Itching for Immediate Relief
Skin and coat products that offer quick comfort, long-term resolution and a great fragrance lead the pack in category sales.
Treating a dog’s skin problems—especially in warmer climates—is a year-round challenge for many customers. Manufacturers of skin and coat products report that tangible benefits drive product sales.
“Pet owners want results; they want relief for their pets,” said Steve Nicolosi, national sales manager for Glo-Marr in Lawrenceburg, Ky. “Whether it’s itchy skin and allergy relief, hot spots, eczema, or any ailments dogs have, they want a cure.”
According to Pete Stirling, president and COO of Skout’s Honor in Irvine, Calif., “Better results are very important and drive the direction of consumers’ purchasing behavior.”
Pet specialty retailers across the nation agreed. For example, Heather Moran, owner of The Doggie Bag Boutique in Lakeland, Fla., said her customers want instant relief for their pets and something that smells good.
“They are so desperate because their dogs are miserable, and they want to give relief from the itching, scratching and licking,” she said, adding, however, that the product also has to smell good to the customer. “They open up the products and pick it based on smell.”
Also trending with customers are organic products that are made in the USA, said Julie Creed, vice president of sales and marketing for Pura Naturals Pet in Ardsley, N.Y., a company that manufactures pet shampoos and conditioners with certified organic oils.
“As people continue to humanize their family pets, they look for cleaner options for their overall health and turn to natural and organic options,” she said.
Elaine Marlier, owner of Destiny’s Paws Natural Pet Market in Littleton, Colo., agreed.
“What consumers want is pure and natural, nothing artificial added,” she said.
This desire comes from a similar consumer focus in human products, said Gina Dial, vice president of sales and marketing at John Paul Pet in Austin, Texas.
“Following the trend on the human side, ingredients in shampoos and products for skin and coat must be natural and healthy,” she said.
Pet owners are seeking products with the same or similar ingredients as those found in human grooming solutions.
“The biggest trend affecting the demand for products is the humanization of pets and pet owners wanting the same high-quality products for their pets as they would demand for themselves,” said Dan Archetti, national sales director for Pet King Brands in Westmont, Ill. “As a result, pet owners have become better educated regarding products and certain ingredients, [and] the demand for higher-quality products has become a higher priority.”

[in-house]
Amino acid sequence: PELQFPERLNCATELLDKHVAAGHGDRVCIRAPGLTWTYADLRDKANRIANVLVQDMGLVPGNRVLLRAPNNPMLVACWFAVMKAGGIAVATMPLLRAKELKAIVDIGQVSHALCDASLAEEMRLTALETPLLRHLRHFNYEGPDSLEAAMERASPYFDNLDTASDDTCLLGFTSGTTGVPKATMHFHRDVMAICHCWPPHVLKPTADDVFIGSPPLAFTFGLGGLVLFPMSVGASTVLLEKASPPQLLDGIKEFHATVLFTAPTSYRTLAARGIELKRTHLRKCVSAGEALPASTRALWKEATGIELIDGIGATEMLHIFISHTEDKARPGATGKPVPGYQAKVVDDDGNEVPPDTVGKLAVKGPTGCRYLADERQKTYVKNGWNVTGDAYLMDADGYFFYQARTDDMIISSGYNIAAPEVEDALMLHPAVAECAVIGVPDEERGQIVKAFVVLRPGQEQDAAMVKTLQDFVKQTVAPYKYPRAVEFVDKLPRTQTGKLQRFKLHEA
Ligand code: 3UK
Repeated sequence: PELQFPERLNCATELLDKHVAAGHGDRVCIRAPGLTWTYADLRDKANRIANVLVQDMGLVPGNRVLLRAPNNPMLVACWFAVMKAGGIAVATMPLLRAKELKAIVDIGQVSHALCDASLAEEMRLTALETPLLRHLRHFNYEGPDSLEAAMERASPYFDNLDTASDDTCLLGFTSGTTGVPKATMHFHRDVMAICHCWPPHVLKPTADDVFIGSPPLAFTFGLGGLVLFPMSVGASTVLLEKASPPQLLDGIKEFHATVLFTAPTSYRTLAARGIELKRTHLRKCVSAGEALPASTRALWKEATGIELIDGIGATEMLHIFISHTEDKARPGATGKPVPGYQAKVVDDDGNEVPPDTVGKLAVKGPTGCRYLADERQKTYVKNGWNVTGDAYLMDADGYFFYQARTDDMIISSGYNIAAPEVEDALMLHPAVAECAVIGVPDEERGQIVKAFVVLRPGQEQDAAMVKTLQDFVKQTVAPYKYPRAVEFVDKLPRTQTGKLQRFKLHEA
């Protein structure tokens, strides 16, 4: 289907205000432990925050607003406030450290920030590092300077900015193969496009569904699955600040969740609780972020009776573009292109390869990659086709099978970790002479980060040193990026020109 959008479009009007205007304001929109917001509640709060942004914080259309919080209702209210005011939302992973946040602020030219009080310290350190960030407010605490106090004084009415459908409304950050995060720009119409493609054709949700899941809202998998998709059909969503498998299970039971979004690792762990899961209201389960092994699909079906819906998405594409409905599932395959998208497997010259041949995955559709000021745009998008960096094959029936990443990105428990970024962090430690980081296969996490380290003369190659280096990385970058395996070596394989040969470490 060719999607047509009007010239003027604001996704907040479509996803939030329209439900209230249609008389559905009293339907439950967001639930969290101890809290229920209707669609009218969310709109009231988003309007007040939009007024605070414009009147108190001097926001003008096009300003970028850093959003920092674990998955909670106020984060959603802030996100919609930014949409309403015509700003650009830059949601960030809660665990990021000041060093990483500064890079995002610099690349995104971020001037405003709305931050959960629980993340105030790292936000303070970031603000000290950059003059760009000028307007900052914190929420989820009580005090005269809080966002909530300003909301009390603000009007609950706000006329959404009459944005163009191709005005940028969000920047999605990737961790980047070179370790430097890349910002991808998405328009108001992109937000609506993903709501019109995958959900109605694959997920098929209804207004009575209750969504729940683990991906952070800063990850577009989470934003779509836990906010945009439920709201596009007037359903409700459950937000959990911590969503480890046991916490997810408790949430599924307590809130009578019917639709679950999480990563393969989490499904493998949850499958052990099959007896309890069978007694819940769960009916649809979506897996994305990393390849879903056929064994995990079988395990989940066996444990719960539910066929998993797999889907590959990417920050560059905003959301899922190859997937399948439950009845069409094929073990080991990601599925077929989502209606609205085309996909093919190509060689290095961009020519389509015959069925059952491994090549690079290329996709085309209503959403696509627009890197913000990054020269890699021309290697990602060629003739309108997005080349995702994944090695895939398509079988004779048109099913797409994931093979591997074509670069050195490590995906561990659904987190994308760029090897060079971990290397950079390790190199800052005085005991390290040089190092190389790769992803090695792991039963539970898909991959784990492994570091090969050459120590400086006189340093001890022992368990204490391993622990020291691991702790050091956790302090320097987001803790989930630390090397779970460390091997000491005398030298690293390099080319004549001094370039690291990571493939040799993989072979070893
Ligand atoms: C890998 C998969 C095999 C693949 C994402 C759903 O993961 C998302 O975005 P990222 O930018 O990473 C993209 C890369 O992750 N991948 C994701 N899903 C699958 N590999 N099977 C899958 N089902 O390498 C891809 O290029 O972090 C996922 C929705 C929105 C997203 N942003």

Several sources said this trend has gone so far that many owners want to use the same products as their pets.
“Customers are influenced by their own grooming products,” said Barbara Herman, owner of Dog Style Canine Supply Co. in Longview, Texas. “They expect the same quality, results and unique ingredients. This brings to mind another trend that we’re seeing—products that are labeled for use on dogs, cats and humans. Currently, my dog and I share several grooming products.”
Nicolosi reported similar findings.
“A lot of people want to say they’re using the same thing on their pets they are using on themselves,” he said.
Natural Elements Shine in the Spotlight
Already this year, the dog skin and coat product category has seen a variety of product launches designed to help pets and boost sales for pet specialty retailers. Many of the latest offerings boast natural ingredients, which appeal to consumers at large.
New from Pura Naturals Pet is the company’s USDA Certified Organic 2-In-1 Avocado & Olive Oil Shampoo and Conditioner. Made with organic hemp seed oil, avocado and olive oil, the product contains no preservatives, additives, chemical foaming agents, dyes, parabens, sulfate or formaldehyde, according to the company.
The Ardsley, N.Y.-based company also introduced Natural Flea & Tick Shampoo, which is made with organic rosemary, cedar, peppermint and cinnamon oils.
John Paul Pet in Austin, Texas, launched Wild Ginger Shampoo and Wild Ginger Conditioning Spray earlier this year. The awapuhi-based shampoo, from the wild ginger plant, acts as a moisturizer for skin and coat, said Gina Dial, vice president of sales and marketing.
“Since dry, flaky skin is the No. 1 reason owners take their dogs to the veterinarian, this product addresses the issue naturally,” she said. “Also, it follows the Wild Ginger products in the Paul Mitchell line for humans—which shares the same demographic in pet shampoo consumers—so consumers can have the same great benefits for their pets.”
At Global Pet Expo in Orlando, Fla., in March, Skout’s Honor expanded into the grooming category with its Probiotic Skin Care product line for pets. The Irvine, Calif.-based company designed the line to support pets’ natural defenses against shedding, itching, dryness, hot spots and odor, said company officials.
Available in Honeysuckle, Lavender and Unscented, the line includes: Probiotic Pet Shampoo, Probiotic Pet Conditioner, Probiotic Pet Shampoo & Conditioner (2-in-1), Daily-Use Probiotic Pet Detangler and Daily-Use Probiotic Pet Deodorizer for between washes.
Later this year, Glo-Marr in Lawrenceburg, Ky., plans to launch hemp oil products, such as shampoo, spray and conditioners, said Steve Nicolosi, national sales manager.
What’s Trending Hails from Human Products
It’s no surprise to experts in the pet industry that many trends in human products make their way into dog products. As in the pet food segment, manufacturers in the grooming category report that several ingredient trends in human grooming are showing up in pet products.